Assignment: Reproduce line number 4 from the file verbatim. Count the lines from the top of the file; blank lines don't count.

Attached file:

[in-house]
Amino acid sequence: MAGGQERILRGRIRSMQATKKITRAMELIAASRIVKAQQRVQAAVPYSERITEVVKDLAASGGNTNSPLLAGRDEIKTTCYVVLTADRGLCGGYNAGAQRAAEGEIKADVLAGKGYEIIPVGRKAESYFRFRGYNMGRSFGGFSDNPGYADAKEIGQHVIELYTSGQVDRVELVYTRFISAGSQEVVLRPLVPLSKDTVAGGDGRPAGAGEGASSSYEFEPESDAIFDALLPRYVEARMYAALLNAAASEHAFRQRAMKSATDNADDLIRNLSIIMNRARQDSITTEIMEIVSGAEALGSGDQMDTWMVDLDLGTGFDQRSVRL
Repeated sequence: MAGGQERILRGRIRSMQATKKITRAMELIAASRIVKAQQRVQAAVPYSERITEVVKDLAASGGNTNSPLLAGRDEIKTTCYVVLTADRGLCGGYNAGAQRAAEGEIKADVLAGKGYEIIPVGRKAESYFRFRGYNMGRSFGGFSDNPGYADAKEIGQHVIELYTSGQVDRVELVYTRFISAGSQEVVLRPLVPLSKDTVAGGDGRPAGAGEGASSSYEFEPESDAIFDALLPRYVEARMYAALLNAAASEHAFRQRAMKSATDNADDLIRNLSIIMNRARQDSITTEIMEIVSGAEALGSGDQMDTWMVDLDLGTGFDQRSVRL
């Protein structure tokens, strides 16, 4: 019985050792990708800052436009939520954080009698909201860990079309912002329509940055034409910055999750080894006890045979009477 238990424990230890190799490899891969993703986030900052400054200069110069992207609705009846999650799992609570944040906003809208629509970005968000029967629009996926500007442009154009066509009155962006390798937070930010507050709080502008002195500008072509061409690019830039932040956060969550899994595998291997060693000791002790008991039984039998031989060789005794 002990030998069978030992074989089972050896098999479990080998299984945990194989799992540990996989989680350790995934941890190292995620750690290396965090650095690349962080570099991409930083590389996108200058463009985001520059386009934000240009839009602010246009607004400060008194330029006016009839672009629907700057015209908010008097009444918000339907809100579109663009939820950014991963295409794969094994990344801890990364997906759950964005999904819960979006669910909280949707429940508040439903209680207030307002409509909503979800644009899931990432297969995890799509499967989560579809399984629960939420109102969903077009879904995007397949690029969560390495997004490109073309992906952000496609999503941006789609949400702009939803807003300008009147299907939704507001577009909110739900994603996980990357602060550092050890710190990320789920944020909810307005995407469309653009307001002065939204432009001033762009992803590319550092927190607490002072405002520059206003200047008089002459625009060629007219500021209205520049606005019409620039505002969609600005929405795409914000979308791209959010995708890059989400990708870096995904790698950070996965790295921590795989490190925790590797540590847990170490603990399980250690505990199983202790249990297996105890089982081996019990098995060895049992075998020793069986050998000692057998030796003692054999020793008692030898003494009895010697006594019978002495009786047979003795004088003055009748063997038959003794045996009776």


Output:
């Protein structure tokens, strides 16, 4: 019985050792990708800052436009939520954080009698909201860990079309912002329509940055034409910055999750080894006890045979009477 238990424990230890190799490899891969993703986030900052400054200069110069992207609705009846999650799992609570944040906003809208629509970005968000029967629009996926500007442009154009066509009155962006390798937070930010507050709080502008002195500008072509061409690019830039932040956060969550899994595998291997060693000791002790008991039984039998031989060789005794 002990030998069978030992074989089972050896098999479990080998299984945990194989799992540990996989989680350790995934941890190292995620750690290396965090650095690349962080570099991409930083590389996108200058463009985001520059386009934000240009839009602010246009607004400060008194330029006016009839672009629907700057015209908010008097009444918000339907809100579109663009939820950014991963295409794969094994990344801890990364997906759950964005999904819960979006669910909280949707429940508040439903209680207030307002409509909503979800644009899931990432297969995890799509499967989560579809399984629960939420109102969903077009879904995007397949690029969560390495997004490109073309992906952000496609999503941006789609949400702009939803807003300008009147299907939704507001577009909110739900994603996980990357602060550092050890710190990320789920944020909810307005995407469309653009307001002065939204432009001033762009992803590319550092927190607490002072405002520059206003200047008089002459625009060629007219500021209205520049606005019409620039505002969609600005929405795409914000979308791209959010995708890059989400990708870096995904790698950070996965790295921590795989490190925790590797540590847990170490603990399980250690505990199983202790249990297996105890089982081996019990098995060895049992075998020793069986050998000692057998030796003692054999020793008692030898003494009895010697006594019978002495009786047979003795004088003055009748063997038959003794045996009776």